Interview with South Africa's Kenny Solomon

Tauriq Jenkins, "Interview with International Master Kenny Solomon: a Warrior of the Grey Zone,"

Mitchell's Plain is an area in CapeTown that resonates with extreme contrasts. Situated on the Cape Flats on the False Bay coast between Strandfontein and Khayelitsha, it is a grey zone with a reputation of gang violence and drug abuse.

This neighbourhood with its matchbox townships, once described as "model" by the apartheid government. Yet still, though fertilised in an unsavoury quicksand of memory, it stands as a future-facing flower of immense beauty. One of its sons is
IM Kenny Solomon.

Development is a big word," utters Kenny, "to develop the nation, one has to target the top players and invest in them, so that juniors will aspire to them and see them as role models". He continues, "...there is not enough development of Black players from the townships in the Western Cape, this really has to be improved."

IM Kenny Solomon. Photo by Jerry Bibuld.

IM Kenneth Solomon
(Photo by Jerry Bibuld)

He mentions that if transport can be sourced for these players to get to the venues, it will certainly help in their participation. "We should have produced a GM already."

On being questioned on his thoughts about development, the IM spoke of a common trend of having tournaments that are not sponsored and run on high entry fees. He spoke of the need for more closed events, sponsorship and a larger drive for marketing the sport will bring chess onto a level that can be compared to other sport codes. "
The inside fighting of CHESSA is impacting chess as a whole in SA".

Kenny has been criticised in the past for playing "dull" chess, and has developed a reputation locally as a conservative player. Testimony to this is the fact that most of his top tournament games are over 65 moves long. I asked Kenny about this perception. His response was,
" I find joy and vibrancy is positions that others find boring".

"We should have produced a GM already."
~ IM Kenny Solomon ~

In our discussion he revelled in the fact that there is as much beauty in a simple endgame as in the middle game, and agreed that most players look to the middle game for its beauty. Over the past two years, Kenny has gone through a phase of opening up his repertoire and has been seen to play more aggressive and dynamic systems. "I did this to improve my overall level of the game, to experiment, and to set new challenges for myself. I think to improve, on has to take a step backward to move two steps forward. Moving out of a comfort zone and face new challenges builds character."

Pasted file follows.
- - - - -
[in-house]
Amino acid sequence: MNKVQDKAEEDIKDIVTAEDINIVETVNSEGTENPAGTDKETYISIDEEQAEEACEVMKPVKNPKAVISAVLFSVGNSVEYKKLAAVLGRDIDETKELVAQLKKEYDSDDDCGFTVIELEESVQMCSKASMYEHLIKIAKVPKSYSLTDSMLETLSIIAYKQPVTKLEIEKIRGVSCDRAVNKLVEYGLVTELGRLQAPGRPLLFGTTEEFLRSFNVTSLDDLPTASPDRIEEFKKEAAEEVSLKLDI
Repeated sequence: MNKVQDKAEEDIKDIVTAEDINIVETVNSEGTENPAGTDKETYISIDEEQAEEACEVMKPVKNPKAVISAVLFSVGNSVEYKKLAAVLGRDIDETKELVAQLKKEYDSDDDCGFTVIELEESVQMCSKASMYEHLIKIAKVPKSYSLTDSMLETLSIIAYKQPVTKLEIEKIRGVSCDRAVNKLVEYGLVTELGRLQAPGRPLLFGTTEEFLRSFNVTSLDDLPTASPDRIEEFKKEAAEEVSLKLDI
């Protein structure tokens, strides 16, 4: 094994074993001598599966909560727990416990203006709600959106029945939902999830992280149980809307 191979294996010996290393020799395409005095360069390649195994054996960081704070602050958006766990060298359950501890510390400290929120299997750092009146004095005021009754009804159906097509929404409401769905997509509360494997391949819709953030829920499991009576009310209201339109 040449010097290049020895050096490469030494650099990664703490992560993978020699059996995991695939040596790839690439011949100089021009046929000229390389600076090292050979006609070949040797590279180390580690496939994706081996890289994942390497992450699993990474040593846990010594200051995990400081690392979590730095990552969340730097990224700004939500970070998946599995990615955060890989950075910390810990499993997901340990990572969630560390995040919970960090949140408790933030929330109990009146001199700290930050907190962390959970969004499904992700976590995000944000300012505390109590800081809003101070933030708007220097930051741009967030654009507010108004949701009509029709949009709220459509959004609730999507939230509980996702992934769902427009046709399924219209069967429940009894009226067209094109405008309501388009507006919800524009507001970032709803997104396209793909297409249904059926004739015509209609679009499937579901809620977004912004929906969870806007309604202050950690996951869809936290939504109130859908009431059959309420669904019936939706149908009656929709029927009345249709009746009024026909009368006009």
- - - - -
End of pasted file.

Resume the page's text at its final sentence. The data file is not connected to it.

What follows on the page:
Having recently returned from the broils of tournaments such as Capelle Le Grande, in France (Dunkirk), and the famous Gibraltar (The Rock) tournament, Kenny is looking rather relaxed. In France his 5.5 out 9 was in his view average, having achieved draws against GM L. Tolsky, IM Nasar Firmian (2481), and IM Mateo (2417), and conceding to IM M. Wojiech (2463), and IM E Gasanov (2477).

IM Kenny Solomon at the 2006 Chess Olympiad in turin, Italy. Photo by Daaim Shabazz.

IM Kenny Solomon playing top board for South Africa at the 2006 Chess Olympiad.
(Photo by Daaim Shabazz)

In Gibraltar, a British territory bordering Spain, he lost to defending South African Open Champion, British GM Gwain Jones who was an IM last year in July when he took the SA crown in Port Elizabeth. Solomon later compensated with a solid draw against British GM Chris Ward in a game spanning 82 moves.

Kenny's goals for 2007 are quite simple. He wants to do well in the African Championships and qualify for the World Champs in December in Russia, and hopefully after qualifying, "
I will take it from there and do the best that I can."

The South African Open which starts at the end of this week at Rustenburg Girls High School in Cape Town promises to be a tournament of titan proportions where SA's best will battle it out for the title and for a shot at the SA Closed. No matter how well players do well overseas, their consistency back home is of paramount importance.

Posted by The Chess Drum:  16 July 2007

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